Grade 3

In third grade, students come in reading at various levels ranging from emergent readers to fluent readers. The Reader’s Workshop model meets students where they are developmentally, by adding to their repertoire of reading skills, strategies, tools, and habits. Third grade places a large emphasis on writing instruction, given that writing affects a learner’s ability to succeed in every other subject. The Writer’s Workshop model provides explicit instruction and ample opportunity for students to practice opinion/argument, information, and narrative writing. Multicultural literature and an emphasis on inclusivity are cornerstones of the Language Arts curriculum. 
Place value and rounding to 10,000; whole number operations to 1,000; (x) and (–) to 12; (+) and (-) fractions and decimals; comparison, order, and simplification of fractions; (x) and (–) of money amounts; perimeter and area of polygons; intersecting and parallel lines and right angles; word problems using equation; Singapore Math bar models; and metric unit conversions
Third graders take a look at how scientists investigate and how models can be used. Students explore landforms, changes in Earth’s surface, erosion, natural resources, conservation, soil, plants, physical properties and states of matter, weather change and patterns, adaptation (structural/physical/behavioral), engineering and design, and the relationship between technology and society.
Social Studies instruction in third grade takes various forms, including class discussions, collaborative projects, and guided reading. Embedded in the curriculum is an emphasis on diversity and multicultural learning. Our investigations consist of: maps and globes, Native American tribes, United States Government, and basic economic principles.
This year features a number of three-dimensional modeling, building, and construction experiences, from imaginative cork “shelters” to Native American “claymation” scenes to a model “Box City.” Shelters, resources, architecture and engineering are important themes. Native American cultures and artifacts are further explored through detailed drawings and collage.
Practice creating work and collaborating with peers and teachers in the cloud is part of the technology program for third graders. As they study communities and the development of cities, digital citizenship becomes a focus. The students continue to adapt code for the web and create digital art to highlight curricular units. Their projects gain depth and detail as their ability to research and cite online sources grows.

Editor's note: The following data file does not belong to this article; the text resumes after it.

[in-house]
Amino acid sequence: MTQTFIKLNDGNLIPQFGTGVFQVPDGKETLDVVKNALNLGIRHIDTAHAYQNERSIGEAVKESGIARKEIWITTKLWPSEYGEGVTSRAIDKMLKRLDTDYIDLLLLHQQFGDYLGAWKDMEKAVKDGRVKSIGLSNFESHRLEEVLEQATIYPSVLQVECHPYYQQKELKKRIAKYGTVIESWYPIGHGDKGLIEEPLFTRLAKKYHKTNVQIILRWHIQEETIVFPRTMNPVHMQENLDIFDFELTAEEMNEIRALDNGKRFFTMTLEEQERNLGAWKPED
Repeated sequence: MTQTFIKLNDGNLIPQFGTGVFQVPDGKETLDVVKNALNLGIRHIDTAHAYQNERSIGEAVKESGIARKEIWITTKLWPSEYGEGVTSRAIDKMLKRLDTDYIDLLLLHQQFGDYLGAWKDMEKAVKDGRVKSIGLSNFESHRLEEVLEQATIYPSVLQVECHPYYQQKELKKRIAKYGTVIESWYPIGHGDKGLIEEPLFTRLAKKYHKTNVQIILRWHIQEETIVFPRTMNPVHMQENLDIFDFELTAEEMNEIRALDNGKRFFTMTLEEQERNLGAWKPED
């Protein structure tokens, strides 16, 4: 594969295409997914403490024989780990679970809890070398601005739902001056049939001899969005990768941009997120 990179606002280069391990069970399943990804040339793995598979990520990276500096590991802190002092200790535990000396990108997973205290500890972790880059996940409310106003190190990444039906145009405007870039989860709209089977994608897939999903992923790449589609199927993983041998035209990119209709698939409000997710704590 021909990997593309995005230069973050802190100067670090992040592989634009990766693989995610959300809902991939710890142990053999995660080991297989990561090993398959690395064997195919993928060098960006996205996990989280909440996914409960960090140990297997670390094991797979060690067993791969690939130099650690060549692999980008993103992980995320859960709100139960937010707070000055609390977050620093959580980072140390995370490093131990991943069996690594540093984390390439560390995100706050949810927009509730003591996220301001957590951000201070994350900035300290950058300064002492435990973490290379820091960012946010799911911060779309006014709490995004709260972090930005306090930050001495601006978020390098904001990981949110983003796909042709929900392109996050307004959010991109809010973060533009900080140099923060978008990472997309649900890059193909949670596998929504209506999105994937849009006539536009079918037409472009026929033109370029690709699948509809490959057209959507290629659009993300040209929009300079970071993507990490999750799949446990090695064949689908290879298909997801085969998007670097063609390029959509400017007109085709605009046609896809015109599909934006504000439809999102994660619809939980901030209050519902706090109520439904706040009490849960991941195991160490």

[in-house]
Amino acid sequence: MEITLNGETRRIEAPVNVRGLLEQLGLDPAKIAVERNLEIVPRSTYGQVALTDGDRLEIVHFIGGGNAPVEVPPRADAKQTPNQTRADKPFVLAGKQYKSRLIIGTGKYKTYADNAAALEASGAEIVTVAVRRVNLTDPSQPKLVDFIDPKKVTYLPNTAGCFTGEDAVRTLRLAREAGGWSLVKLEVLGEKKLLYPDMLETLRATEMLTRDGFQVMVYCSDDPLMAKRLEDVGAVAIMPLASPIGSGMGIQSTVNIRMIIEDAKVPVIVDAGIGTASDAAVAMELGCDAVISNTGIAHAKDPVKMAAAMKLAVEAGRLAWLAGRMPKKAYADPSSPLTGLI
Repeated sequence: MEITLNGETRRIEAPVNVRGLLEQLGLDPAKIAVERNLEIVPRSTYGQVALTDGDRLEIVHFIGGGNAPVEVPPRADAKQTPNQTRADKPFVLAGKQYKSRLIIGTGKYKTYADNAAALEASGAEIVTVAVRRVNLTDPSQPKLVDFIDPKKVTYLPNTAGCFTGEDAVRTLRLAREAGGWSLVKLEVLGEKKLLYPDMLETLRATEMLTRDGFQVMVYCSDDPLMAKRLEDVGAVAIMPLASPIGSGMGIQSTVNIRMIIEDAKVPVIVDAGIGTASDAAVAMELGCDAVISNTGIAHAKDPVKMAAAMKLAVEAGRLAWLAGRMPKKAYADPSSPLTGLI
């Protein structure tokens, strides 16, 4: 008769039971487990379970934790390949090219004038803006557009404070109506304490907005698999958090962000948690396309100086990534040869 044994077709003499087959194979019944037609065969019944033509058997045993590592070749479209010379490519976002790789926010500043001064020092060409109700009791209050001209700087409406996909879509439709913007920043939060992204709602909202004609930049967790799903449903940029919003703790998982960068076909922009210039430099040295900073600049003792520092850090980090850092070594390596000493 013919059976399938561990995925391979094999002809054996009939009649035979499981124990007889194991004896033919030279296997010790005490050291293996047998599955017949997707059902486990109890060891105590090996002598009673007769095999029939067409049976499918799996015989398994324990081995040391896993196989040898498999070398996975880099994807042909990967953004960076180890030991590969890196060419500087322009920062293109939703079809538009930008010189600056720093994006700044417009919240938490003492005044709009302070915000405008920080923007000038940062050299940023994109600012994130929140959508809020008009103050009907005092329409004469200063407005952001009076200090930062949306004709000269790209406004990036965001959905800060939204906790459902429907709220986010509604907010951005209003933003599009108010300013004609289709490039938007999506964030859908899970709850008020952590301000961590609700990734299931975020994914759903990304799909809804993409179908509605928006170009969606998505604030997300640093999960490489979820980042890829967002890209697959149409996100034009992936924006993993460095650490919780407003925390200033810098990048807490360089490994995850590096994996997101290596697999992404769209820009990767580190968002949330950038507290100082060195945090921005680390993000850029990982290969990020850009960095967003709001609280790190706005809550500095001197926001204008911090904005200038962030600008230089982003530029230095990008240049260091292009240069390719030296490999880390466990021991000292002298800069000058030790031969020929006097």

Third graders enjoy reading for pleasure and are growing in their reading proficiency. More books are available to them as they receive an introduction to using the online catalog and locating books on the shelf. They continue developing research skills by delving deeper into skills acquired in previous grades.
Third grade is a transitional year. Students continue practicing cooperative games and dance. They begin learning the rules and fundamentals of the after school sports program: basketball, baseball, volleyball, soccer, and flag football.
Movement as part of the P. E. block ends after second grade, and the students continue to develop their skills in the after school dance program.
Third grade music includes more advanced keyboarding, African drumming, reading the entire C octave on song flutes, composing in 2/4, 3/4, and 4/4 meter, learning the basic drumming techniques for Jumbie Pans (steel drums), and singing in the Campbell Hall Chorus. Sight reading is introduced as part of the fundamentals of music.
4533 Laurel Canyon Blvd., Studio City, CA 91607
Phone 818.980.7280

Campbell Hall is an independent, Episcopal, K-12 all gender day school. We are a community of inquiry committed to academic excellence and to the nurturing of decent, loving, and responsible human beings.

Nondiscriminatory Policy as to Students

Campbell Hall admits students of any race, color, gender, sexual orientation, national, and ethnic origin to all the rights, privileges, programs, and activities generally accorded or made available to students at the school. It does not discriminate on the basis of race, color, gender, sexual orientation, national, and ethnic origin in administration of its educational policies, admission policies, scholarship and loan programs, and athletics and other school-administered programs.
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